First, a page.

If Sticky Fingers ‘kick on’ without repercussions, what does that say about us?

Analysing the band's return, and what it means for the industry at large. 

As you most certainly have heard by now, Sticky Fingers have returned from hiatus following a string of allegations citing violence towards women and racism. After issuing statements first claiming internal struggles within the band, followed by admissions of mental health and substance abuse problems, Sticky Fingers took an indefinite break from making music to sort themselves out.

A year later, the band have made their comeback and not everyone is happy about it. In fact, most people are pretty pissed. Perhaps this narrative would be different if they’d come back ready to take responsibility for their actions, or issuing a sincere apology, at the very least. After all, no one is saying they don’t deserve an opportunity to atone. But instead, the band have returned with a new song, an upcoming tour and an ‘out of sight, out of mind’ attitude, spouting the age-old “boys will be boys” rhetoric and making it clear they have learnt nothing – and that is the scariest part.

Whether or not they make good music is irrelevant. The issue at hand has nothing to do with their art, but rather their behaviour and the wider context of what accepting these types of transgressions say about us as both a society and industry. This conversation is much bigger than Sticky Fingers. We have entered a time of social change: one where musicians are no longer given free passes because of their status. Gone are the days when rock’n’roll stars were glorified for their debauchery (AKA misogyny), and simply allowing bands like Sticky Fingers to return after a hiatus, wrongdoings forgotten, is taking a massive step backwards.  

An artist is not a separate entity from their work. To simply ignore this kind of behaviour because you want to listen to their music without feeling guilty is lazy. Every time you stream Sticky Fingers’ music, buy their album, and purchase tickets to their gigs, you are essentially supporting their actions. You’re saying, “It’s okay to treat others terribly because your music excuses your actions”.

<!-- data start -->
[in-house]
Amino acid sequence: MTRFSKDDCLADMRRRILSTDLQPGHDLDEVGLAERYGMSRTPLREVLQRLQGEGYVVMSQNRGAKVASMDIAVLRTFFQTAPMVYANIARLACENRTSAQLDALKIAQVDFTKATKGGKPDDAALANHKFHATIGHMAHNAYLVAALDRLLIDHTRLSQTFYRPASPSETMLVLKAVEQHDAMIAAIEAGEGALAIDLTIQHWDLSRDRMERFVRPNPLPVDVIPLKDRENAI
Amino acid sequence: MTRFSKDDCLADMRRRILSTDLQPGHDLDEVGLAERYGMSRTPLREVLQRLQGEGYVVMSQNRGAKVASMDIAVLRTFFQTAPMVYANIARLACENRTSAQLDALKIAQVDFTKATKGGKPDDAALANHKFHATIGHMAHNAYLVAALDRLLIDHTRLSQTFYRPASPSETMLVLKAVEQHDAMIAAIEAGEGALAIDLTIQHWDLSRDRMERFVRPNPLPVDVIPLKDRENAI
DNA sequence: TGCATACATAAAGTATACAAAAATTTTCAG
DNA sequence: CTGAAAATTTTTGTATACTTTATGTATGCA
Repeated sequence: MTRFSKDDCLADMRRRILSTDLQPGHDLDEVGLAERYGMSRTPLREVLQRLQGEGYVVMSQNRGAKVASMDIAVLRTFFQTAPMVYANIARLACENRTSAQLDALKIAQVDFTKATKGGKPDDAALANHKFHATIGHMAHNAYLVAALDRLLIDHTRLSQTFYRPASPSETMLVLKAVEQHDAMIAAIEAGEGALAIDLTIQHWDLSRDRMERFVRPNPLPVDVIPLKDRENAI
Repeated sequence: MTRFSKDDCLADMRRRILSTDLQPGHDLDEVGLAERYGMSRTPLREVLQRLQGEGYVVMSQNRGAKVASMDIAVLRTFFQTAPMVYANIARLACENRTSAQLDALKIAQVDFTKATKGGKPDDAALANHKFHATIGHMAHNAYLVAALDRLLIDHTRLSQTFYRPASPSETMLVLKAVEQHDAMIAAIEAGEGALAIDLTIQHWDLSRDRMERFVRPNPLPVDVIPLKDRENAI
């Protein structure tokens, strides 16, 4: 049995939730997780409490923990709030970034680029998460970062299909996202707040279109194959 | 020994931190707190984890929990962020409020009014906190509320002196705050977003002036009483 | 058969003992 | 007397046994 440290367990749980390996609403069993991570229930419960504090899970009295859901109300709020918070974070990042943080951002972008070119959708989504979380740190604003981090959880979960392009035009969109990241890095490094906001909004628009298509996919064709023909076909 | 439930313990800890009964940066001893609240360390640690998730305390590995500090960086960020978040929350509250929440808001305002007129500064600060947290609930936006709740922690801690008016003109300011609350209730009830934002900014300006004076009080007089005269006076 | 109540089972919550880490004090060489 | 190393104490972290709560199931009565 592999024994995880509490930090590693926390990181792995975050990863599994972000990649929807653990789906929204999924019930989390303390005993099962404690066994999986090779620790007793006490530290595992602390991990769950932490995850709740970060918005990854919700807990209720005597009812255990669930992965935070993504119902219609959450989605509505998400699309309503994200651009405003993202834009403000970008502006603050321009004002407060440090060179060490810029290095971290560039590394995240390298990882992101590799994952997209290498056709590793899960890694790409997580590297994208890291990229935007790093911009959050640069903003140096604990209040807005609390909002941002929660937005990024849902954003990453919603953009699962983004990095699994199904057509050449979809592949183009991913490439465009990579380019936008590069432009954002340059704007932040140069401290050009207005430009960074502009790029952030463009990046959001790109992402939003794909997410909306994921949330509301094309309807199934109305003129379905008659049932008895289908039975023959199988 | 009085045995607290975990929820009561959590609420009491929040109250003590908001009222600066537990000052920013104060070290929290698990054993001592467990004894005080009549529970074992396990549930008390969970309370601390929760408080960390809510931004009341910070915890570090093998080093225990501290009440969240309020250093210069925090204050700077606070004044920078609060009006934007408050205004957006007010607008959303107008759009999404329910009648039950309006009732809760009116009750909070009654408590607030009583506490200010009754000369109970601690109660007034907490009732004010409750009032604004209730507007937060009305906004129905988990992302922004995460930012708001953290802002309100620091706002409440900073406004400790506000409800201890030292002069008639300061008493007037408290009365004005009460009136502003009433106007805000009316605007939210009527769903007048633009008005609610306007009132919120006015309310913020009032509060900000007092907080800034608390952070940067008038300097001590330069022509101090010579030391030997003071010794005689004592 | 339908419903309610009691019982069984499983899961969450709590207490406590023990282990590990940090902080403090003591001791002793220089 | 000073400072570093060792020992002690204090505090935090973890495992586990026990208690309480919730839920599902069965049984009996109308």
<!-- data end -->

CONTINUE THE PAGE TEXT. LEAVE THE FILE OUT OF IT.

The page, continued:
If we can’t hold musicians accountable for their actions, how can we expect to move forward? How can women and people of colour feel safe and respected in crowds if those onstage flaunt sexist and racist behaviour? As any female gig-goer knows, live music events are rampant with abuse and sexual misconduct – which is something organisers and venue owners have been cracking down on over the past few years – but if everyone is there to cheer on a group of dudes who’ve built a career despite allegations of becoming shitfaced and acting violently, how can we expect any more from each other? Patrons are expected to adhere to a standard of behaviour, so why don’t the same standards extend to those onstage?

It is important to address the mental health aspects that are prevalent in this situation. When dealing with addiction and mental health issues, things are not black and white. Frontman Dylan Frost, who is the subject of these allegations, has publicly spoken about his diagnosis of bipolar schizophrenia. Of course, mental health issues and substance abuse play strong roles in how a person behaves, but that doesn’t give that person an excuse to act violently or intimidate others. It isn’t a free pass to act any way you see fit without having to show any remorse.

Anyone listening to the band’s Hack interview last week was likely cringing while the band deflected important questions, spouted vague apologies which didn’t actually address what they were supposedly sorry about (other than for “making people feel that way”, shifting the blame onto other people’s perception of their actions, rather than the actions themselves).

“Shit happens, man” is what you say when you miss your train or drop your muffin on the sidewalk, not when discussing how you made a woman feel more scared than she has ever felt in her life. That's not hyperbole. That's paraphrasing Thelma Plum’s allegations against Frost. It's good that Sticky Fingers took some time away and worked on their issues by seeking out professional help, but they knew that if they were to come back, they’d be faced with a lot of hard questions to answer. Yet, they made their Hack interview sound like a chore -- as if they were completely disinterested in addressing any of the allegations against them.

Australia’s culture around hyper-masculinity and violence fuelled by binge drinking and substance abuse is both scary and toxic. If we allow for this type of behaviour to be swept under the rug, where do we draw the line between what is and isn’t okay? At what point do we stop allowing these people back with open arms? Let’s not be quick to forget that the band only admitted their faults in the first place after being publicly called out for their actions. What if Plum hadn’t spoken up? What if, like so many women, she felt intimidated into staying silent? Would they be sorry? Would they have taken a look at themselves and their behaviour at all?

If Sticky Fingers want a second chance, they need to earn it. Public apologies that sound like an over-rehearsed PR script and the pathetic excuse of “boys will be boys” just won’t cut it. 

Update: Sticky Fingers have responded to their Hack interview. You can read it in full below. 

If you or someone you know are dealing with mental health challenges, you can contact Beyond Blue on 1300 22 4636 or Lifeline on 13 11 14. 

For confidential counselling and support on violence and abuse, call 1800 RESPECT